This sounds like the sort of thing it’s probably best not to confess to the general public, but I’m not taking a leaf out of this señor’s book. In fact, my absence is actively encouraged by my superiors at HRP, who have set up special 3 month periods of Research Assignment, which all curators can take advantage of.
All curators in all museums undertake research, a lot of the time. Sometimes this is small pieces of research relating to a specific enquiry or object; sometimes it’s larger projects relating to an exhibition or publication. Either way, it’s usually fitted in around our other work, which includes collections management and cataloguing, public engagement such as talks and tours, organising the logistics relating to displays and loans, and an awful lot of emails. The beauty of Research Assignment is that all of this is taken care of by a colleague, who I like to think of as a roving curator (which sounds very romantic) and is actually known as a ‘Curator without Portfolio’ (which sounds a lot more professional), leaving the curator on Research Assignment free to pursue their project. Pretty nice, right?
My chosen research topic is the restoration and renovation that took place at the Tower of London in the late Victorian period. While the buildings themselves betray lots of evidence that this happened, I’m interested in how and why it went ahead at a time when there was increasing public opposition to these kinds of projects.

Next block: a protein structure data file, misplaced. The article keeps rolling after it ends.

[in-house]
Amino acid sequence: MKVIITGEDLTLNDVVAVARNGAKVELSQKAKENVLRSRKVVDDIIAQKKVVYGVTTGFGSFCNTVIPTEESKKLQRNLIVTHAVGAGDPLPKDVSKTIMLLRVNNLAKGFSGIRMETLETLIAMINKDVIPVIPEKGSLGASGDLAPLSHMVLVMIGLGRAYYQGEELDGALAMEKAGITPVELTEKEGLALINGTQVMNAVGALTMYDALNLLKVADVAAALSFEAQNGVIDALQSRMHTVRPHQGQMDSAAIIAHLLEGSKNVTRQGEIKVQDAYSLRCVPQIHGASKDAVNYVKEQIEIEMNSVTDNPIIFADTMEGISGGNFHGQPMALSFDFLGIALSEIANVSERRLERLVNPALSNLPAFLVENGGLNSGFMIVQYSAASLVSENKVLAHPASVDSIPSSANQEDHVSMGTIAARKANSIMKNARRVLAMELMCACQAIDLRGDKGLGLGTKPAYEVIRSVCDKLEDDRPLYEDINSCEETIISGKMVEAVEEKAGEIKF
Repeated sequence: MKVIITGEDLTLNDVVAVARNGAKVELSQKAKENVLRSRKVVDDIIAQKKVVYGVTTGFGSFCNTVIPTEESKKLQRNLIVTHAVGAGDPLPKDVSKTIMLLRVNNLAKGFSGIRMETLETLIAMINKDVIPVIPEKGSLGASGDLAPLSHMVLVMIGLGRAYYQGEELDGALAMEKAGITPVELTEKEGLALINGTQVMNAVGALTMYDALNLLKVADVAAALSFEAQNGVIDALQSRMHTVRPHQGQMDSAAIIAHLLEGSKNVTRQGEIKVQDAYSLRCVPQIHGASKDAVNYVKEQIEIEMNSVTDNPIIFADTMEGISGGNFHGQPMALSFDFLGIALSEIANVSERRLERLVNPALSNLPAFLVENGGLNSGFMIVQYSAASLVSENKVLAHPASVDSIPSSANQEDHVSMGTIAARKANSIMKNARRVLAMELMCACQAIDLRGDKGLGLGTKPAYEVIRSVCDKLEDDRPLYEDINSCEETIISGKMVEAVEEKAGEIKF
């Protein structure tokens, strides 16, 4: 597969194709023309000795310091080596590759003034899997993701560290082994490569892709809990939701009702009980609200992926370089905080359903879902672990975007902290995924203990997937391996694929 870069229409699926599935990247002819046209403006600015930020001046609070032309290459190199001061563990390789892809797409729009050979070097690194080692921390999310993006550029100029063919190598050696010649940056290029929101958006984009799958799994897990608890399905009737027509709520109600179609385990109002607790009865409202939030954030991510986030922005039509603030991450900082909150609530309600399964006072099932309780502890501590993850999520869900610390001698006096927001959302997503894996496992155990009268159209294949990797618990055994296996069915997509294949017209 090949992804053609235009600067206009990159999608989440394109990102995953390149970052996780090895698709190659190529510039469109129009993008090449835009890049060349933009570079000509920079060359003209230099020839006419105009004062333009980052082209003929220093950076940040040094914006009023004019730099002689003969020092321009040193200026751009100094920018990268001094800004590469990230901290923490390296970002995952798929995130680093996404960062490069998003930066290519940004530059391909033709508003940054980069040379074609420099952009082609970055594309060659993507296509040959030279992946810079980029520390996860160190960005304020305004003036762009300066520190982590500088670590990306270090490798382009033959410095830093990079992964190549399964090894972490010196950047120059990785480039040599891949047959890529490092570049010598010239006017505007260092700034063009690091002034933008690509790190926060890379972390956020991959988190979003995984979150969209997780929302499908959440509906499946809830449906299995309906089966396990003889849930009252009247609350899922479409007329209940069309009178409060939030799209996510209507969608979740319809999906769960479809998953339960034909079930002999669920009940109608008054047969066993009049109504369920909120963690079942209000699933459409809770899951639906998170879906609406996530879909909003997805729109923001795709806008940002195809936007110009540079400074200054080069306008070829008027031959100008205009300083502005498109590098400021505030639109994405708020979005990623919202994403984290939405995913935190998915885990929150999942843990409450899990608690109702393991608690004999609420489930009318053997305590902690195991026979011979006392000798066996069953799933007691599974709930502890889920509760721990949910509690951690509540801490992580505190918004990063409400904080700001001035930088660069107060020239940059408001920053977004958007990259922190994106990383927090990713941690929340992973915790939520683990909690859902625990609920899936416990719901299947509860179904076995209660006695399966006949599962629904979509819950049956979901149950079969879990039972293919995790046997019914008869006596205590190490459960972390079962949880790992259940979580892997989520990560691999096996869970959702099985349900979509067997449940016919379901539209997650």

Therefore I’m particularly focussing on the architectural drawings showing planned restoration work, and the correspondence in the files of the Office of Works, which was the government department responsible for the Tower at that time.
As Curator of Architectural Drawings at HRP I’m quite used to looking through collections of images relating to building work, but it is a real treat going to The National Archives to investigate the written files. Research like this is detective work, going through piles of letters searching for the odd comment or reference that offers clues as to what was going on behind the scenes. Even though these are official documents rather than personal papers, it is still possible to get a real sense of the personalities of the people involved, and the relationships, frustrations and successes that were a part of daily work.
Research Assignment sounds like a luxury and to some extent it is. My colleagues in other institutions often express envy at the opportunity HRP curators have to pursue their projects unimpeded by their regular work. At the same time, research isn’t simply a curatorial indulgence, or time off from ‘proper’ work. Yes, research is one of the most enjoyable things we do, but it’s also one of the most challenging, and one of the most productive. It helps us do our jobs better by increasing our understanding of the palaces in which we work and the objects we look after. This knowledge is then shared in different ways—in conference talks and academic papers, but also in the way we interpret and explain our sites to our visitors. It provides us with inspiration for new themes and exhibitions, and means that the way we think about our palaces is never static, but always changing in response to the discoveries that we make.
Check back in June, when my colleague Daniel Jackson and I will be updating you on the outcome of our Research Assignments.
Curator of Architectural Drawings